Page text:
Most clinicians would agree that the most effective solution to treat the core symptoms of ADHD and ADD is to use a combination of different approaches.
Medication is recognised as the ‘first-line’ treatment for ADHD / ADD – it is recommended by NICE (the UK’s body who determine the best treatments for health conditions1).
Talking therapies, such as CBT, can also be very helpful and effective for those adults diagnosed as having ADHD. CBT can teach valuable coping strategies that can help the individual overcome some of the challenges associated with ADHD, like difficulties focusing and being disorganised.
For years I have struggled with everyday things and feel like I have had to work doubly hard to achieve the same result. I never felt like I was good enough. After some CBT, I now realise a lot of that was embedded into my head and have begun to believe I can achieve more than I thought.
Therapy for ADHD
For adults who have spent years not knowing they have ADHD, it is common to develop low self esteem and a negative set of beliefs about yourself. You may have always felt that you were somehow in the wrong, badly behaved or useless at doing things. These negative beliefs can become firmly set in our minds and can be hard to change – which is where therapy can be highly effective.
Behavioural therapies, like CBT, challenge the truth behind our negative thought distortions and can help us develop new and healthier internal dialogs with ourselves.
The basis of CBT is to look at the thoughts that dictate our behaviours and challenge the thoughts that aren’t helpful or simply aren’t true. People with ADHD / ADD may have suffered with more setbacks in life than the general population; these setbacks may have resulted in developing a very negative or pessimistic set of beliefs.
If you have the following thought characteristics, it might be that CBT can be useful for you.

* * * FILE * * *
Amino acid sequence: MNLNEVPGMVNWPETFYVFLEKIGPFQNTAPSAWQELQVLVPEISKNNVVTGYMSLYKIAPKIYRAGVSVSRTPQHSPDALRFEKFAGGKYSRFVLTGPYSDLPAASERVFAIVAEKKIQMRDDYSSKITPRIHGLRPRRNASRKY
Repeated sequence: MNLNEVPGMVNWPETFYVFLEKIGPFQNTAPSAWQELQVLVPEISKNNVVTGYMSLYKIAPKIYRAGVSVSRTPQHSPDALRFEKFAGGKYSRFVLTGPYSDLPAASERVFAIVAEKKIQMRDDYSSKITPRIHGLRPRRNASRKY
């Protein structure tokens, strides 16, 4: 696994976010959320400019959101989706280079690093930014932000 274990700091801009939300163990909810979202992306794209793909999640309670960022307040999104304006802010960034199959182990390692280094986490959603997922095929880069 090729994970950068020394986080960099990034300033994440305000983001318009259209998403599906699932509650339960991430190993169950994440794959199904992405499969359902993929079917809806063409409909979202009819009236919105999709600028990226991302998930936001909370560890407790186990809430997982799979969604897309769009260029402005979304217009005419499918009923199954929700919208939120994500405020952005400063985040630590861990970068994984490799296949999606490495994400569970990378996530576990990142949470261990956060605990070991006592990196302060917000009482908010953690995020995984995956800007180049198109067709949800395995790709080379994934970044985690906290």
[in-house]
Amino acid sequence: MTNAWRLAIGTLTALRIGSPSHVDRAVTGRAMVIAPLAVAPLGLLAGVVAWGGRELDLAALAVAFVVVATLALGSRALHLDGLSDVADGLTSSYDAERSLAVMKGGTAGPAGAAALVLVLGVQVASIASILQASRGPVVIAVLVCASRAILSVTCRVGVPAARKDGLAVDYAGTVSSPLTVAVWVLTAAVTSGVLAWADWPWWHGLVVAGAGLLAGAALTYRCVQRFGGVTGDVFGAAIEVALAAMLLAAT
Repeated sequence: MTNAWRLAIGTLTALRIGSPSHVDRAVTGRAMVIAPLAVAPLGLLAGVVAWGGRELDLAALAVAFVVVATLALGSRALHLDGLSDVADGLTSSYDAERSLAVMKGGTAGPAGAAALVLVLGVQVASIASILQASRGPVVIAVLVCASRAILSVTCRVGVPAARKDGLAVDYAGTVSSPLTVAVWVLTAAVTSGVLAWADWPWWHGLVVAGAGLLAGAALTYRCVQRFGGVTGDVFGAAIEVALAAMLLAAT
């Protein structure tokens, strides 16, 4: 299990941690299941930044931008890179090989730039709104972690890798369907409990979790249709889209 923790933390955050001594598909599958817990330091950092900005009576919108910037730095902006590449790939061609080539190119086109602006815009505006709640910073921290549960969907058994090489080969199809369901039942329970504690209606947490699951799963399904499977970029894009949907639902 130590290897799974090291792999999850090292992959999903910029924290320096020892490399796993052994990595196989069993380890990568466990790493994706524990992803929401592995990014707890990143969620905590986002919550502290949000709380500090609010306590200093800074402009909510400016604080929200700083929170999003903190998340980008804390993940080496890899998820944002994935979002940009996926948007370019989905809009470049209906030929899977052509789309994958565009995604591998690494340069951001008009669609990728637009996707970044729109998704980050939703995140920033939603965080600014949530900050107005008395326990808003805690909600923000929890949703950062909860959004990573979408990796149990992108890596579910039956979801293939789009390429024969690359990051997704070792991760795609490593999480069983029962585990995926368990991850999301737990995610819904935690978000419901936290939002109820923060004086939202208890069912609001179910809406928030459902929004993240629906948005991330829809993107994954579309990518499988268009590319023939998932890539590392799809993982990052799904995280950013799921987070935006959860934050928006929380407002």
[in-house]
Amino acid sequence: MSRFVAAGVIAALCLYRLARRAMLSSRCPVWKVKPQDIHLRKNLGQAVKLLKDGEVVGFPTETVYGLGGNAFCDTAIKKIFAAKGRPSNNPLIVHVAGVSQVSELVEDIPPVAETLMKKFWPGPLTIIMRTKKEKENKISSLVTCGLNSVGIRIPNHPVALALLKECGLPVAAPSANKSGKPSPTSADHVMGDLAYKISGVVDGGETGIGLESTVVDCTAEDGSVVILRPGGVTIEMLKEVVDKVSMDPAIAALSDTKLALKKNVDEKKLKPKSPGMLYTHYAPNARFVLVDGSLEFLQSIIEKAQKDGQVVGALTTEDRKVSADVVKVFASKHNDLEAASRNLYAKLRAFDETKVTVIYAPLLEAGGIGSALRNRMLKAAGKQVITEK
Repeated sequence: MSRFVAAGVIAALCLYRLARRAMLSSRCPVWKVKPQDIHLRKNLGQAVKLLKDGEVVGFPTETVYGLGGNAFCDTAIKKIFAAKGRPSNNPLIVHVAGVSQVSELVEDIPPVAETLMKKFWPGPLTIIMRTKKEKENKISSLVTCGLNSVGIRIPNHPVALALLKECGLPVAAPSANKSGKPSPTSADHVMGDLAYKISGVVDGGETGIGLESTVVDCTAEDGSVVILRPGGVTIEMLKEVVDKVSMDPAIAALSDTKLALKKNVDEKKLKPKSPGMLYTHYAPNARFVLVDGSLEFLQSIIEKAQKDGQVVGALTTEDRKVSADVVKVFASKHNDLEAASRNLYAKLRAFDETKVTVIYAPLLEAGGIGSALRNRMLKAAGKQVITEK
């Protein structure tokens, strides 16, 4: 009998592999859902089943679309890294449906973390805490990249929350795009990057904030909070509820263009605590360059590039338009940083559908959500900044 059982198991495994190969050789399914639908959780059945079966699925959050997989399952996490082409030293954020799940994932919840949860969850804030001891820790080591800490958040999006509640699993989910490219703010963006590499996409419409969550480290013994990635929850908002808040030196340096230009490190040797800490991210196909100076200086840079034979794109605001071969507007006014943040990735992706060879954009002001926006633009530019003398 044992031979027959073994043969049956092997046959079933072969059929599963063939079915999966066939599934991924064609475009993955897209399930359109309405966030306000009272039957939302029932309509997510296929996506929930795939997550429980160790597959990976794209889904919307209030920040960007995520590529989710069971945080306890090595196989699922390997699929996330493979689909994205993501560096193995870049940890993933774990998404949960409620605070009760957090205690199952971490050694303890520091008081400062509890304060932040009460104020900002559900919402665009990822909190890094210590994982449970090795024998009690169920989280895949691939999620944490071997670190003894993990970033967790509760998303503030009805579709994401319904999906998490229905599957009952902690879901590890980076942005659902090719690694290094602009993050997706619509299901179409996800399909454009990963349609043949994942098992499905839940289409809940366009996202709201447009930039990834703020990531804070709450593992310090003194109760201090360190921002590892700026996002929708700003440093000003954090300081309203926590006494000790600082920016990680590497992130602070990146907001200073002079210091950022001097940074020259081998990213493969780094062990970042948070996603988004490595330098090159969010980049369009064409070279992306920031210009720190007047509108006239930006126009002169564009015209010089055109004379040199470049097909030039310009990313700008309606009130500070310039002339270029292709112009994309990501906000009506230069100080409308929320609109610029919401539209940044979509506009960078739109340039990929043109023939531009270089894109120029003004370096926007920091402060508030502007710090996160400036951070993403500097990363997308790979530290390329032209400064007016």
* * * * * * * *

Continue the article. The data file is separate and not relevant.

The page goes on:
Overgeneralising things – “I’m always late, you can’t trust me to get there on time”
Fortune telling – “I know things will go badly at the meeting, they always do”
Should statements – “I should have achieved more by now”
Comparisons – “Other people could easily do that, I’m just useless”
CBT can therefore help those Adults with ADHD to:
Improve necessary executive functions such as time management, organisation and planning skills
Coping mechanisms for dealing with problems areas are taught, for instance breaking large, unpleasant tasks down into smaller, manageable components
Improve emotional regulation, impulse control and stress management
Help deal with the common comorbidities that accompany ADHD, such as anxiety and depression
Limit behavioural symptoms
Help deal with frustration caused by family members and others
Teach the individual about their symptoms and how their medication works, which can help medication compliance
Do you have ADHD?
The ADHD test is an easy and anonymous way of finding out if the symptoms you are struggling with and how you are feeling is a result of ADHD. Your results may indicate whether you might benefit from treatment from one of our friendly clinicians.
We are not only physical beings but more important – psychological ones. An holistic approach needs to bear this in mind if we truly want to achieve a comprehensive recovery. Therefore, counselling – whether CBT or more focused on emotions – alongside the medication ensures that we are addressing the problem in a comprehensive manner and making the best out of the treatment for ADHD / ADD.
Dr Pablo Jeczmien is a Consultant Psychiatrist in General Adult Psychiatry for the Sussex Partnership NHS Foundation Trust. Dr Jeczmien has a medical degree and is a Member of the Royal College of Psychiatrists.
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